Physiotherapy: Can Physical Therapy Prevent Surgery?


If there was an easy, one-word answer to the question, this would be a very short article. However, instead of a simple “yes” or “no,” the answer is “it depends.” It depends on so many variables.

What kind of surgery are you talking about?

Frozen Shoulder occurs when the shoulder loses motion and is painful because of inflammation. According to an article in The New York Times, frozen-shoulder can be treated non surgically through the use of anti-inflammatory nonsteroidal medications and intense physical therapy. Surgery is recommended when the nonsurgical treatment is deemed ineffective. Shoulder arthroscopy is performed under anesthesia and physical therapy is required after surgery. Interestingly, it is stated that left untreated, frozen-shoulder often gets better within two years all by itself.

A Torn Meniscus can be corrected with knee surgery, and is, nearly half a million times a year in the U.S. Physical therapy comprised of at least nine sessions plus exercise at home was found to be about equally effective as surgery, according to Those that had surgery stated that in general they had seen no improvement from the therapy, or they opted for surgery first because they simply wanted to be fixed. Physical therapy is a logical first strategy.

Lumbar Disc Surgery, according to a featured research article in Science Daily, compared favorably to the nonsurgical treatment for herniated disc patients which resulted in less long-term improvement in pain, disability and functioning compared to those undergoing surgery. The research leans heavily toward the conclusion that patients who underwent surgery averaged 11 points lower on a pain scale of 100, than the nonsurgical treatment group. The research acknowledges that while the average outcome scores for those having surgery were better, that there was significant improvement for those patients with nonsurgical treatments as well.

Rotator Cuff Tears are a common ailment that can be treated both surgically and nonsurgically, but which is best? If it’s a non-traumatic tear, physical therapy produces results as good as or better than surgical methods, and physiotherapy should always be considered the initial treatment for this condition.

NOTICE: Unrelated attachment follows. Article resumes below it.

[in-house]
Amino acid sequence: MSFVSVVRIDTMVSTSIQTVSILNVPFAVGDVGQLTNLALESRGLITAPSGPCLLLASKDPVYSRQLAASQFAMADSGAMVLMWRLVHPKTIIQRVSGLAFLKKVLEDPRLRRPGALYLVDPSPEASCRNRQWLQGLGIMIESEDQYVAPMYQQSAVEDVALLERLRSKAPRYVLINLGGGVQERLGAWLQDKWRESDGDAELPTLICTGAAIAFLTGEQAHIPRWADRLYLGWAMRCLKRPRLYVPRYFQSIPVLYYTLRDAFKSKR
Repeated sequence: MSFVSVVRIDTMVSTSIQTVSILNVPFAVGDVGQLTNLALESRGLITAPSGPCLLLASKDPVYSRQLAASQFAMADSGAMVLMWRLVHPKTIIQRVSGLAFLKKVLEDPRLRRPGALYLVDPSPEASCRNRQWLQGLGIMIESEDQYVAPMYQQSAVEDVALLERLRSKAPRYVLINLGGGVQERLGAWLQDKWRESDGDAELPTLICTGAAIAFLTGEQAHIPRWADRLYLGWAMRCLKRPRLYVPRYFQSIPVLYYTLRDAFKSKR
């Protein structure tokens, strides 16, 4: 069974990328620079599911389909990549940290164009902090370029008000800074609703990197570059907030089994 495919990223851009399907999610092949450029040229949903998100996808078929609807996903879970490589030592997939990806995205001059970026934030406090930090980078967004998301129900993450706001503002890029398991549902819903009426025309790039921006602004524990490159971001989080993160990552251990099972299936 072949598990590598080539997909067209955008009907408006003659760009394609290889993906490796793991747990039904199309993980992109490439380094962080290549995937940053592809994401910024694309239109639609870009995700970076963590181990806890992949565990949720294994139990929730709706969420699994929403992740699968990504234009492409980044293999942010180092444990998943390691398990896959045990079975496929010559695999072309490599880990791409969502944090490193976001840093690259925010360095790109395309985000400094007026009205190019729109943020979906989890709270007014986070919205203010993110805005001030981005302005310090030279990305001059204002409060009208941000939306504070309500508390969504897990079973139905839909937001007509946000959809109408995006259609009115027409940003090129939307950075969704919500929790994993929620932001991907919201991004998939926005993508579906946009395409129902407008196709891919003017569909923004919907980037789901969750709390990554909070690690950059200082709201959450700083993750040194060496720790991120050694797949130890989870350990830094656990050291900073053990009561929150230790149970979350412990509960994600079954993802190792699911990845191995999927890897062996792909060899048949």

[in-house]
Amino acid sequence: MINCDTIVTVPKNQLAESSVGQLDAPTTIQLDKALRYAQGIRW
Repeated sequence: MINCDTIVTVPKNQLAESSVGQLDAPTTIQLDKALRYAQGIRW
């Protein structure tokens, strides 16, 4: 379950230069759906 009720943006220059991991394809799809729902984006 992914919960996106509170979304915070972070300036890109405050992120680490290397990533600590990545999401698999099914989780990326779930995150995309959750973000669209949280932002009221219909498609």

Stress Urinary Incontinence isn’t necessarily an ailment one would consider as a candidate for physiotherapy, but in fact, pelvic-floor muscle training is considered a first-line treatment. When physiotherapy is deemed unsuccessful, midurethral-sling surgery is recommended. Conclusions are generally that surgery results in higher rates of improvement.

Does it have to be one or the other?

Instead of thinking of physiotherapy and surgery as competing treatment options, it is most often that they go hand-in-hand. According to Results Physiotherapy, “Physiotherapy is often recommended as a conservative approach to pain and movement management with the hope of avoiding surgery all together. However, even if surgery is eventually indicated, physical therapy is usually part of the recovery process.”

What other options are there?

We’ve discussed physiotherapy and surgery, but there are other methods of controlling pain and movement limitations that deserve consideration.

Aerobic exercise, swimming, cycling, yoga and pilates are the first step, conservative procedures one can try, as always, under the guidance of a physician.

Pharmaceutical resources are many, effective, sometimes dangerous, often addictive yet effective initially. While it may be easy to pop a pill, once should discuss the side effects of prescription pain killers.
Acupuncture is a minimally invasive procedure most commonly used to treat pain by balancing the flow of energy through pathways in the body by using thin needles inserted at strategic points on the body.

Common sense?

Yes, common sense is the best approach. If you have pain, and surgery is an option for relief, discuss the alternatives with your doctor before scheduling surgery. It should be a last resort, not your first option. It’s not that surgery’s bad, but it carries with it risks that other procedures don’t have. If you can get to wellness through physiotherapy or one of the other more conservative procedures, do it. You’ll always have surgery as an option.


About Author

Kelly is DailyU’s lead blogger. She writes on a variety of topics and does not limit her creativity. Her passion in life is to write informative articles to help people in various life stages.

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